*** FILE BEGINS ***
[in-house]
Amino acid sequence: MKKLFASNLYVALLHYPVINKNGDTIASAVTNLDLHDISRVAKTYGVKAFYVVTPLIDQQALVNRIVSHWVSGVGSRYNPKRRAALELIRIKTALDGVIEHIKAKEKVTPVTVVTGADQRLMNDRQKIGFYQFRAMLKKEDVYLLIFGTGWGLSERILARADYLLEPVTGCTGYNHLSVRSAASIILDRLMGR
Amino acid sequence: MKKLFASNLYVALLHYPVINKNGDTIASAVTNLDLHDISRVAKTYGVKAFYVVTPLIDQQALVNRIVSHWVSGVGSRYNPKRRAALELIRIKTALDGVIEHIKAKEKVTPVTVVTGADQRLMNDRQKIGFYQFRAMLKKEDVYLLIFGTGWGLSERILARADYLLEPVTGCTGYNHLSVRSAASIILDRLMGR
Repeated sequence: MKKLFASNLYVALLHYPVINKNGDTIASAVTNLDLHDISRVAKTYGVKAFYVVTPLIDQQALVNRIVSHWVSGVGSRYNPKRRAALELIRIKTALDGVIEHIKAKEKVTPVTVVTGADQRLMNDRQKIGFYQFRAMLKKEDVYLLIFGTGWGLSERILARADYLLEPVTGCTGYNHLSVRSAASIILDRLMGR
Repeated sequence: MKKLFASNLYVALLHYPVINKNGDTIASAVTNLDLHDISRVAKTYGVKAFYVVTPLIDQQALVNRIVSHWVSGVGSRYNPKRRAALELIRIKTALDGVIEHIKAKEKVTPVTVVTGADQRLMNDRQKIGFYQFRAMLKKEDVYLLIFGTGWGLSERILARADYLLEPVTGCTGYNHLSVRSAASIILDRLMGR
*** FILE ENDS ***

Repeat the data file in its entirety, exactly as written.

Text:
[in-house]
Amino acid sequence: MKKLFASNLYVALLHYPVINKNGDTIASAVTNLDLHDISRVAKTYGVKAFYVVTPLIDQQALVNRIVSHWVSGVGSRYNPKRRAALELIRIKTALDGVIEHIKAKEKVTPVTVVTGADQRLMNDRQKIGFYQFRAMLKKEDVYLLIFGTGWGLSERILARADYLLEPVTGCTGYNHLSVRSAASIILDRLMGR
Amino acid sequence: MKKLFASNLYVALLHYPVINKNGDTIASAVTNLDLHDISRVAKTYGVKAFYVVTPLIDQQALVNRIVSHWVSGVGSRYNPKRRAALELIRIKTALDGVIEHIKAKEKVTPVTVVTGADQRLMNDRQKIGFYQFRAMLKKEDVYLLIFGTGWGLSERILARADYLLEPVTGCTGYNHLSVRSAASIILDRLMGR
Repeated sequence: MKKLFASNLYVALLHYPVINKNGDTIASAVTNLDLHDISRVAKTYGVKAFYVVTPLIDQQALVNRIVSHWVSGVGSRYNPKRRAALELIRIKTALDGVIEHIKAKEKVTPVTVVTGADQRLMNDRQKIGFYQFRAMLKKEDVYLLIFGTGWGLSERILARADYLLEPVTGCTGYNHLSVRSAASIILDRLMGR
Repeated sequence: MKKLFASNLYVALLHYPVINKNGDTIASAVTNLDLHDISRVAKTYGVKAFYVVTPLIDQQALVNRIVSHWVSGVGSRYNPKRRAALELIRIKTALDGVIEHIKAKEKVTPVTVVTGADQRLMNDRQKIGFYQFRAMLKKEDVYLLIFGTGWGLSERILARADYLLEPVTGCTGYNHLSVRSAASIILDRLMGR